Imaging of pain

Acute pain is an adaptive physiological protective system against physical damage or injury. Chronic pain (lasting over 3 months) can be viewed as a disease rather than a symptom, and it affects 20% of the adult population in the EU. The international association for the study of pain (IASP) defines three types of chronic pain: nociceptive pain that arises from actual or threatened damage to non-neural tissue and is due to the activation of nociceptors; nociplastic pain that arises from altered nociception despite no clear evidence of actual or threatened tissue damage causing the activation of peripheral nociceptors or evidence for disease or lesion of the somatosensory system causing the pain; and neuropathic pain that is caused by a lesion or disease of the somatosensory nervous system (Sandström, 2021). Rheumatoid arthritis (RA) is a nociceptive chronic peripheral inflammatory pain disorder. Fibromyalgia (FM) is a nociplastic, chronic widespread pain disorder, characterized by a change in function of nociceptive pathways, leading to generalized hypersensitivity to sensory stimuli.

The pathways and brain regions involved in pain processing are relatively well-characterised, and the neural mechanisms involved in pain processing can be studied using fMRI, PET, MEG, and EEG. Pain-induced activation in the brain can be studied using perfusion PET radiotracers. Neural metabolism can be assessed with [18F]FDG PET. Neurotransmission of pain can be studied using PET radiopharmaceuticals that target noradrenaline, serotonin, opioid, substance P, glutamatergic, GABAergic, and cannabinoid systems. Additionally, dopamine system is involved in modulation of pain (Hagelberg et al., 2004). Pain is often linked to inflammation, and neuroinflammatory mechanisms link pain and depression (Burke et al., 2015). Inflammation in pain has been studied using TSPO radioligands.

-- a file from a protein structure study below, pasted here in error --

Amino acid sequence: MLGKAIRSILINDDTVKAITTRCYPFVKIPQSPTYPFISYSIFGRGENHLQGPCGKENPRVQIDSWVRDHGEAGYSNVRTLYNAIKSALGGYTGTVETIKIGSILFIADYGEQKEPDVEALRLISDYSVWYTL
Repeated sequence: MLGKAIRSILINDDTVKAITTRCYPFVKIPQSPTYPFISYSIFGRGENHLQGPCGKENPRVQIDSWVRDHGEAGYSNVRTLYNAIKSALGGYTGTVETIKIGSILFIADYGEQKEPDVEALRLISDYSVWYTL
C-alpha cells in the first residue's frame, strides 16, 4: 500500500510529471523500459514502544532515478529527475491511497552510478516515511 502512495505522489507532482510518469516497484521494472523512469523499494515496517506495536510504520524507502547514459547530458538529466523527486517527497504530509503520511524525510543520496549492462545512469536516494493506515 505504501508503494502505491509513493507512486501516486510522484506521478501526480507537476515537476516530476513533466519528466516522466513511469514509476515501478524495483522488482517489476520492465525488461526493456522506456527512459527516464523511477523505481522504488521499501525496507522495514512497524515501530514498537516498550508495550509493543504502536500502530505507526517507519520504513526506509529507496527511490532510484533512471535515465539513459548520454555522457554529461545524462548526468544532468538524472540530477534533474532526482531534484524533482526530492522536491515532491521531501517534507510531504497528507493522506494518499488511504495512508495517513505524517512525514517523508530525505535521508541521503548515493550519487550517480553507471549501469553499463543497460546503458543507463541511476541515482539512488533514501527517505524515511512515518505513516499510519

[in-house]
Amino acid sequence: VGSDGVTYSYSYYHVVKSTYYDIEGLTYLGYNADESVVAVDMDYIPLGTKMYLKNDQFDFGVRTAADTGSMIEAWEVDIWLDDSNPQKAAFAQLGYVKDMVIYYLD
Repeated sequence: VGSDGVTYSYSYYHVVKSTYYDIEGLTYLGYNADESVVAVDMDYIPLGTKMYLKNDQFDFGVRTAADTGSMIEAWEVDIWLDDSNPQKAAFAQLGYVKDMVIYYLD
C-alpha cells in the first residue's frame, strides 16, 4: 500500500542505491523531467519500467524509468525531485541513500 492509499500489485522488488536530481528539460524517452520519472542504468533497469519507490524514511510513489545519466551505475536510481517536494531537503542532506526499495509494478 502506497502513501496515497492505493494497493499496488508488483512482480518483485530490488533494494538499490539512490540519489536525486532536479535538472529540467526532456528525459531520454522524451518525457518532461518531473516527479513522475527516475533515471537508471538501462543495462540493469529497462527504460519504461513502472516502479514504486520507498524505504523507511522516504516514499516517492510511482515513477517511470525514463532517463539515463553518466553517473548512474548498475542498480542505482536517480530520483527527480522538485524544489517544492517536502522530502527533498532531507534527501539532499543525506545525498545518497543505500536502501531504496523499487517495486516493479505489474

TSPO expression in the central nervous system is normally low, but can be upregulated in glial cells (microglia and astrocytes) during neuroinflammation. To specifically study the activation of astrocytes, MAO-B may be a better target (Ekblom et al., 1994; Gulyás et al, 2011; Albrecht et al., 2019).

Regional brain uptake increases of [11C]PBR28 have been observed in patients with chronic low back pain, ALS, and fibromyalgia (Albrecht et al. 2018 and 2019). In particular, thalamic SUVR (using whole brain as reference) of [11C]PBR28 is increased in chronic low back pain (Torrado-Carvajal et al., 2021).

See also:


Benzon HT, Raja SN, Fishman SM, Liu SS, Cohen SP (eds.): Essentials of Pain Medicine, 4th ed., Elsevier, 2018. doi: 10.1016/C2014-0-03837-3.

Gebhart GF, Schmidt RF (eds.): Encyclopedia of Pain, 2nd ed., Springer, 2013. doi: 10.1007/978-3-642-28753-4.

Shyu B-C, Tominaga M (eds.): Advances in Pain Research: Mechanisms and Modulation of Chronic Pain. Springer, 2018. doi: 10.1007/978-981-13-1756-9.

Tung K-W, Behera D, Biswal S. Neuropathic pain mechanisms and imaging. Semin Musculoskelet Radiol. 2015; 19: 103–111. doi: 10.1055/s-0035-1547371.


Updated at: 2021-04-23
Created at: 2021-04-20
Written by: Vesa Oikonen